Commercial drivers in the central region are the leading cause of road accidents in the region, the National Road Safety Authority (NRSA) said.
The NRSA said the region recorded 571 traffic accidents, mostly caused by commercial vehicles between January and October of this year, up from 530 during the same period in 2020, an increase of 7.7%.
However, the number of people who died from accidents fell to 193 from 208, which is a decrease of 7.3%.
Ms Linda Affotey-Annang, regional director of the NRSA, revealed it to the Ghanaian news agency in Cape Coast on Friday.
She expressed concern that despite relentless campaigns against unruly traffic in the region, traffic accidents have increased from 768 compared to last year to 826, which is an increase of 7, 8 percent.
Although the number of vehicles involved in accidents increased from 1,245 to 1,234, the number of private vehicles increased from 411 to 430.
When the pedestrians rolled over, the figure rose from 174 to 205, of which 66 were killed while 139 were injured to varying degrees, a phenomenon she described as “unacceptable” by saying that the pedestrians were users. vulnerable road that needed to be protected.
Among others, Ms. Afotey-Annan mentioned speeding, drug use, tired driving, unjustified overtaking, inexperienced drivers behind the wheel and general non-compliance with road regulations among the main causes of road accidents. the road.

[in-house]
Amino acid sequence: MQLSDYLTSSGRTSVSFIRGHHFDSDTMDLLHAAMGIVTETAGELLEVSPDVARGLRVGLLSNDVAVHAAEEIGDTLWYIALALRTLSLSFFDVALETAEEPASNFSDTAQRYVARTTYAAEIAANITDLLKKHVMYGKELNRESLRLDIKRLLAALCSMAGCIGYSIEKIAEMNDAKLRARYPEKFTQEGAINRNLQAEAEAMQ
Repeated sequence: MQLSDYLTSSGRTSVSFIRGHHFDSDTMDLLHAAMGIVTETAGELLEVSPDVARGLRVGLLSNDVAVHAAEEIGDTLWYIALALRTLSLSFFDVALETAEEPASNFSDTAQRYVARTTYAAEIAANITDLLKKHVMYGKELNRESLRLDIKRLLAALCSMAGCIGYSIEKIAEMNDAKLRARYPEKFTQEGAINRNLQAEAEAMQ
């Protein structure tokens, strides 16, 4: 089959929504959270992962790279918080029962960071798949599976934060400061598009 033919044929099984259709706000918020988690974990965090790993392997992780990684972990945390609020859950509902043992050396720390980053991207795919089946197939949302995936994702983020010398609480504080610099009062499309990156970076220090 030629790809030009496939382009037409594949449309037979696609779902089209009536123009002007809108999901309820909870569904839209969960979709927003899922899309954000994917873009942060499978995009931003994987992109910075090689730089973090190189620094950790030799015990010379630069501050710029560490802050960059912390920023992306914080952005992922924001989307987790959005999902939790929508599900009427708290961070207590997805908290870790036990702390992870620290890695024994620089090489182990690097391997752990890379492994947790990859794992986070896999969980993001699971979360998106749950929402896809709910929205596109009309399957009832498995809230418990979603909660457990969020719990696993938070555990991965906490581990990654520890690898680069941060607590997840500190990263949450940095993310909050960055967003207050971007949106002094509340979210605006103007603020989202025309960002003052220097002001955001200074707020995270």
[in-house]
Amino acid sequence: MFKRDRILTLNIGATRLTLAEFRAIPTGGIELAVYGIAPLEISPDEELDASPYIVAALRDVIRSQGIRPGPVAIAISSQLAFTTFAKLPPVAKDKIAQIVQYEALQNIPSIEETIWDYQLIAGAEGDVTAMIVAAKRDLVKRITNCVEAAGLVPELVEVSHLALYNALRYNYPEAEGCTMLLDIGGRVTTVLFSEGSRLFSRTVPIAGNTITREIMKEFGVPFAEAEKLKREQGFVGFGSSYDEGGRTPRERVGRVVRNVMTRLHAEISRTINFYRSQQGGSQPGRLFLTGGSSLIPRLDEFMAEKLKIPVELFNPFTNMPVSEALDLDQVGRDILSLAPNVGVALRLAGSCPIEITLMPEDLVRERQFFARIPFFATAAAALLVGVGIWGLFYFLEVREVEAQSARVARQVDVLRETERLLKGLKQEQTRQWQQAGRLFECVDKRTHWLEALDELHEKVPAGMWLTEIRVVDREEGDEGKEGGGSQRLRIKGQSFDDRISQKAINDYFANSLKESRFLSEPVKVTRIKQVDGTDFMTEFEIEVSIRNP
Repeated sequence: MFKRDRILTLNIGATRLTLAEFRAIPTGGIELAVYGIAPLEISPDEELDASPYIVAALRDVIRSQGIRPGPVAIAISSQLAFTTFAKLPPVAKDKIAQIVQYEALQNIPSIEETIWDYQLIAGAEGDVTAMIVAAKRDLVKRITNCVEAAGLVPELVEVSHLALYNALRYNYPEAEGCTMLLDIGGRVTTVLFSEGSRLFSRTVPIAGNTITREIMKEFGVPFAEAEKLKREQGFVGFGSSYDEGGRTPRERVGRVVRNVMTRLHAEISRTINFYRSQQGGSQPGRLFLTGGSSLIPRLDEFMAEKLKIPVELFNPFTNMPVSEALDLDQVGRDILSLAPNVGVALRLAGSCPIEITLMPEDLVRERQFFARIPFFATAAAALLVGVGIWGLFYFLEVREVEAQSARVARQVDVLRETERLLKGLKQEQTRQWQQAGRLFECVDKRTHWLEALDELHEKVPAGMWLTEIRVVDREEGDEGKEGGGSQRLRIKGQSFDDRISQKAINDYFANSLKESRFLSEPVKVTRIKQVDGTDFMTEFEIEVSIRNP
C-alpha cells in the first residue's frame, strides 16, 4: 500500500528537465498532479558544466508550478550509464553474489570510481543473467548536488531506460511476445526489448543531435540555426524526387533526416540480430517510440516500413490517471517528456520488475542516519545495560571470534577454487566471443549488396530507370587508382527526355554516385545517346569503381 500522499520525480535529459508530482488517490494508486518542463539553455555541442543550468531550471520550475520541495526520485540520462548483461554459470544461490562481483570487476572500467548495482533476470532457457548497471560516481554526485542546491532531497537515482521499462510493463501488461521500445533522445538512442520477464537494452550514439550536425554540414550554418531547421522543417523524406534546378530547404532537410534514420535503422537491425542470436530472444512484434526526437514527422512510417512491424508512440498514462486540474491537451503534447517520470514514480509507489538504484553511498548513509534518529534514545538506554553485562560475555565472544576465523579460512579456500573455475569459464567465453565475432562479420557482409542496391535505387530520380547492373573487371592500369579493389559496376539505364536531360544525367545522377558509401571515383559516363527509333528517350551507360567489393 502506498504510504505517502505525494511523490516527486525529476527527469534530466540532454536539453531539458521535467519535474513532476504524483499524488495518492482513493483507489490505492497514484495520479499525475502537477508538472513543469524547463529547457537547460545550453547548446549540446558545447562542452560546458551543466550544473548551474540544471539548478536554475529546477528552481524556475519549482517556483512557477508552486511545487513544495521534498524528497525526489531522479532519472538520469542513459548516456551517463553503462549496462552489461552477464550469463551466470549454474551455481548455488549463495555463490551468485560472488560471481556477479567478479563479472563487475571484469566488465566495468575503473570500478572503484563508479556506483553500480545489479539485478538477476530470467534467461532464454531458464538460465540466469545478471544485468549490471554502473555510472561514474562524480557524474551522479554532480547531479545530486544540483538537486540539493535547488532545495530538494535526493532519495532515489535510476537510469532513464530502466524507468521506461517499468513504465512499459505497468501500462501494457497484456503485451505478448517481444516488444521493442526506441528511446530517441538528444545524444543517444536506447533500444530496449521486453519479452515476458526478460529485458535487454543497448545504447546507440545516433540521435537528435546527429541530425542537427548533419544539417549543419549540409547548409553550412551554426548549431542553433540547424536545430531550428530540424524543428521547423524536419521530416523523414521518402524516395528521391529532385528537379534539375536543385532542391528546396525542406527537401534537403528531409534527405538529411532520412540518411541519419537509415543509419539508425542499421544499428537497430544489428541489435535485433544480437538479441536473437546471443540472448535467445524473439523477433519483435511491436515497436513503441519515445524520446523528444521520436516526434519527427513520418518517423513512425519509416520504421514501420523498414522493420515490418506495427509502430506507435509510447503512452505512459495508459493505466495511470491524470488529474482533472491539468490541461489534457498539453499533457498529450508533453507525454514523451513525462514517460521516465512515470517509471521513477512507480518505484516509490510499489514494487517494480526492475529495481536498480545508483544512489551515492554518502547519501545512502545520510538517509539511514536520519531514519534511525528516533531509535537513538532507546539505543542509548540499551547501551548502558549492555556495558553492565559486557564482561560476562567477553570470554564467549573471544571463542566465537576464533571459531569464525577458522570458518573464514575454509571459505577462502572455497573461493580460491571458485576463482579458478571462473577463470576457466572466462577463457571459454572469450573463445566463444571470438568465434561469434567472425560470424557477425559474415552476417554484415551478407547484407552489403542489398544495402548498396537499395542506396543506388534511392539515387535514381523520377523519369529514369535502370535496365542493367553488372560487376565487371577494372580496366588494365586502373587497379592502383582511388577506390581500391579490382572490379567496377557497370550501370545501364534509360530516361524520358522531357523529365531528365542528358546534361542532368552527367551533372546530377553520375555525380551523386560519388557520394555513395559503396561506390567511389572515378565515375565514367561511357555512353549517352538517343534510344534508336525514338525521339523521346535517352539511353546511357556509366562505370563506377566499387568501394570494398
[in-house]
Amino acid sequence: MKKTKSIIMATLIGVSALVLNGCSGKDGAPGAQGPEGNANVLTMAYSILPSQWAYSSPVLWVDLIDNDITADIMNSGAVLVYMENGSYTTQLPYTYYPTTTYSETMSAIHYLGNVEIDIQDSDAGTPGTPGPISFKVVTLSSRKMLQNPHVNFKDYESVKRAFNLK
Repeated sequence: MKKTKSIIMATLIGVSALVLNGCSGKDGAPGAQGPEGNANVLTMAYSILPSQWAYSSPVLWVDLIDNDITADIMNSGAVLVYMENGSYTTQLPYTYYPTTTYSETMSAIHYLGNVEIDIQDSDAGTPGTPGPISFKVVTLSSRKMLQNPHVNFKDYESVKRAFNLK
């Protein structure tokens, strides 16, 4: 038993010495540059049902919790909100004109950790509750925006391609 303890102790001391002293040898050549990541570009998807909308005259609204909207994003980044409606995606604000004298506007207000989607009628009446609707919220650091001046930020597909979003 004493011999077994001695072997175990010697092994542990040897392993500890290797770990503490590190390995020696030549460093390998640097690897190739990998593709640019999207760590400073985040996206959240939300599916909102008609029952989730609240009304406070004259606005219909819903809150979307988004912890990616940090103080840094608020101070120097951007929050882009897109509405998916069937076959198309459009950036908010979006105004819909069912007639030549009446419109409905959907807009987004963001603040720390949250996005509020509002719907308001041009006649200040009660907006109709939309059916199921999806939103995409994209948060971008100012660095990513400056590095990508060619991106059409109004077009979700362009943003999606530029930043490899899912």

She also identified distracted or distracted driving as a factor requiring special attention.
“They usually have headphones on, while others change music intermittently or watch the sights and scenes along the road, etc.
Such activities usually result in loss of control of the vehicle, causing accidents in most cases, ”she noted.
To reduce the rate of road accidents and their debilitating effects as Christmas approaches, Ms Afotey-Annan advised drivers to strictly obey road signs and regulations in order to “keep them alive for themselves. themselves and their families “.
She asked passengers to speak out when drivers or other road users do not obey road safety rules and called on pedestrians to use traffic signs and walkways, when available, to cross roads safely.
Taking stock of this year’s activities, Ms. Affottey-Annang said that despite the COVID-19 pandemic, the Authority of the region has undertaken a series of road safety education campaigns in accident-prone areas and in communities.
In the future, she said, the NRSA would deploy staff in collaboration with stakeholders such as DVLA, MTTD police and GPRTU, among others to ensure compliance with road safety rules and change of traffic. behavior, especially among drivers.
“Everyone must play their respective role to reduce road accidents because road safety is a shared responsibility,” she said.